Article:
“When I saw it on film, somebody had tripped him at the line and he was falling forward, so he reached out to pull the back of my jersey to catch his balance.  He got his feet back under him, waited to catch my block, and took off.  That was the kind of play where the guy’s amazing athleticism made everyone look great.”

Another 70 yarder, into the teeth of the Lafayette defense, is best described by then offensive coordinator Susan: “The pile just continued to move,” he recalls, “and then he broke free.”

Elias, in a rotation of two series to one for Erick Hamilton, averaged 11.96 per his 25 carries, yet was stuffed a half-yard short of 300 on a drive that failed to run out the clock. “If I had gotten the first down the game was over,” Elias recalls.  “I didn’t like putting the defense in that position.”

They held on.  And Elias’ Princeton mark has held for 28 years.

Michael Lerch ’93

2) Michael Lerch totals 463 yards of offense, including 370 yards and four touchdowns receiving, in a 59-37 victory at Brown, October 12, 1991.

The touchdowns, thrown by Chad Roghair, went for 45, 64, 79, and 90 yards and Lerch added 78 yards in kickoff returns and 15 on rushes to set a 1-AA (now FCS) record for all-purpose yards with 463. The receiving yards tied a 1-AA record. The 463 total yards are the most ever recorded by a Princeton player by a whopping 128.

Brown coach Mickey Kwiatkowski put an extra defender in the box against Elias, leaving Lerch, the 5-7, 160-pound dynamo, in man coverage. He had a field day.

“We’ve been waiting to take advantage of Lerch’s speed,” said Coach Steve Tosches. “It was just a matter of people daring to play man to man.” 

Most of the big gains were made after the catches.

“If you underthrow him by a step, he’ll make a move and still beat everybody,” said Roghair, who tied the Princeton and Ivy records with five touchdown tosses. 

“I deliberately did poorly on the returns so I could get more receiving yards,” jokes Lerch.

“On the 90-yard touchdown, two defenders happened to run into each other. I wouldn’t give me any credit for that. I actually fumbled one of the kickoffs, although if you ran the film back, I believe it would show that the ground caused the fumble. Anyway, when I met my Dad on the field after the game, his comment to me was, ‘Nice fumble.’ That actually was him being nice. He was a football coach, thinking like a football coach in the seventies and eighties: No room for mistakes.

“It’s something you look back at mostly in disbelief. No one sets goals like that. So you never think something like it is going to happen. I didn’t find out until I got back to my dorm room–and there were like 30 messages on my machine from newspaper reporters–that I had broken an NCAA record. Mine lasted for 10 years so that was kind of cool but I think more about the friendships at Princeton than that day.”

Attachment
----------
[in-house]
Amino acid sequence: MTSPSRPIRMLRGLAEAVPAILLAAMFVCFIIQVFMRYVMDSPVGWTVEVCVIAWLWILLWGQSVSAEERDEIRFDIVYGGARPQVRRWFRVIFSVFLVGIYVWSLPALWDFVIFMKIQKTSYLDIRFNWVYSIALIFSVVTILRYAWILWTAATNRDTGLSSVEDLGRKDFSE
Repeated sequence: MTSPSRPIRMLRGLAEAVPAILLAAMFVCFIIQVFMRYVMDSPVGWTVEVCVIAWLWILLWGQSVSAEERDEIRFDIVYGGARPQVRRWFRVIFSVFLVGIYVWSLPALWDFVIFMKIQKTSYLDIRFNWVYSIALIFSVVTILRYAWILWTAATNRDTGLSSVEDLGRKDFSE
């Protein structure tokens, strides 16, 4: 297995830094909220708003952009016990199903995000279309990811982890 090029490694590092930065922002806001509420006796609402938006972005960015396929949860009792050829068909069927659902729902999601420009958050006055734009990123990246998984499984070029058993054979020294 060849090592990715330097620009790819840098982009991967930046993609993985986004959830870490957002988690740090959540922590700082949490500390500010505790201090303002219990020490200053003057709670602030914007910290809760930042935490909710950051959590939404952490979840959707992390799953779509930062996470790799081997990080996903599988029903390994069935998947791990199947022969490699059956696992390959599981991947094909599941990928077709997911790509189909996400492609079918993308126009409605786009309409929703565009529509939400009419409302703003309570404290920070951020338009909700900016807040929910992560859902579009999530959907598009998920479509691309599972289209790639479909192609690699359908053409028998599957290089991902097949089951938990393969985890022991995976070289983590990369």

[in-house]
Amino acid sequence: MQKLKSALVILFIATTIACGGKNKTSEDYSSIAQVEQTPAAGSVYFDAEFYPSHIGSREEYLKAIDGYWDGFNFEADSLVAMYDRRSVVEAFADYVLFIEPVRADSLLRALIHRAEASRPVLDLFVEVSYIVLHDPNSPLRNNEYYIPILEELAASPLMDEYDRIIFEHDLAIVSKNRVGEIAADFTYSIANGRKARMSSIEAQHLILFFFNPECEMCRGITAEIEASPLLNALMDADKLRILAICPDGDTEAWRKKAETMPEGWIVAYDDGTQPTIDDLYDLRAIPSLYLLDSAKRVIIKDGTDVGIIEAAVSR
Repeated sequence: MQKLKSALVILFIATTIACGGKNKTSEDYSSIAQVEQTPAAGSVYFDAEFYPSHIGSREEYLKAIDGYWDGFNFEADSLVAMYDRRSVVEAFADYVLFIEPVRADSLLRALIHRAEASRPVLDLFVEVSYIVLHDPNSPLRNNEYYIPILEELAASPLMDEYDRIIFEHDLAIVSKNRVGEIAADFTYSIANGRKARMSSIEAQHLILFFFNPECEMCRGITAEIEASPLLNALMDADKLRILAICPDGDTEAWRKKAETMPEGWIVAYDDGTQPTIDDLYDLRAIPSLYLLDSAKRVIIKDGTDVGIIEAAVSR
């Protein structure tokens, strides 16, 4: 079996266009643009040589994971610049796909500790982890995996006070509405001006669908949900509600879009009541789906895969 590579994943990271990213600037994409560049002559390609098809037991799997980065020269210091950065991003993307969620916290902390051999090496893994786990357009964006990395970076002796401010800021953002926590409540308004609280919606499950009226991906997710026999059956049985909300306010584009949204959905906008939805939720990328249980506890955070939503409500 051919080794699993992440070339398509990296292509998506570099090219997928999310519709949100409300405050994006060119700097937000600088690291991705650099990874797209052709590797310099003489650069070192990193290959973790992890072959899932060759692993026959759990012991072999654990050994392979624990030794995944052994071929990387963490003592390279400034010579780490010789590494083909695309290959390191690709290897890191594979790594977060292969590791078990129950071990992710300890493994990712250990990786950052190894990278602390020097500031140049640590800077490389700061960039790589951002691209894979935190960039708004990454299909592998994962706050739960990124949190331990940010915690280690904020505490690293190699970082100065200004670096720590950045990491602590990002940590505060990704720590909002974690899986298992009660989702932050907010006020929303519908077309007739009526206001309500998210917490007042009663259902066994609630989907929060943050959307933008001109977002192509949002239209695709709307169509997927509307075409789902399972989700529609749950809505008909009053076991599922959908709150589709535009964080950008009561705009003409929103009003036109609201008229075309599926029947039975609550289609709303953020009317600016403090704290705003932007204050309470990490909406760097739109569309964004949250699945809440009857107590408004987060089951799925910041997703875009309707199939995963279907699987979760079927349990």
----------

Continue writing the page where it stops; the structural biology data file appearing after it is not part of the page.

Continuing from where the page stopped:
1) Bob Holly throws for a still school record 501 yards and runs in the winning touchdown with four seconds remaining as the Tigers rally from two deficits to beat Yale for the first time in 14 seasons. November 14, 1981 at Palmer Stadium.

With Graham catching 15 passes, Holly threw for four TDS in leading Princeton back from a 21-0 deficit against the undefeated Bulldogs, who came in nationally-ranked in all of college football.

With the Tigers down again, 31-29, and 76 yards to go in just 1:39, Holly led the winning march, taking the ball in himself on an option play after a pass interference call against Graham put the ball on the one with nine seconds remaining.

Because of the quarterback’s (35-for-55) performance, the win drought against Yale, and the two comebacks, the win is largely considered the most glorious by Princeton in the 20th century of the Ivy era, never mind the Tigers were out of title contention, finishing 5-4-1.

“During the course of the game you’re just kind of playing,” Holly recalls  “We were having fun, knowing it has to end at some point with somebody winning. 

“Afterwards somebody told me about 500 yards and it struck me as a very big number. Then, it was only like the 15th time it has been done in college football. Of course by now there have been a lot more but the record has lasted forty some years at Princeton, which has had some pretty good quarterbacks and prolific offenses, especially recently. So it’s something I’m really proud of.”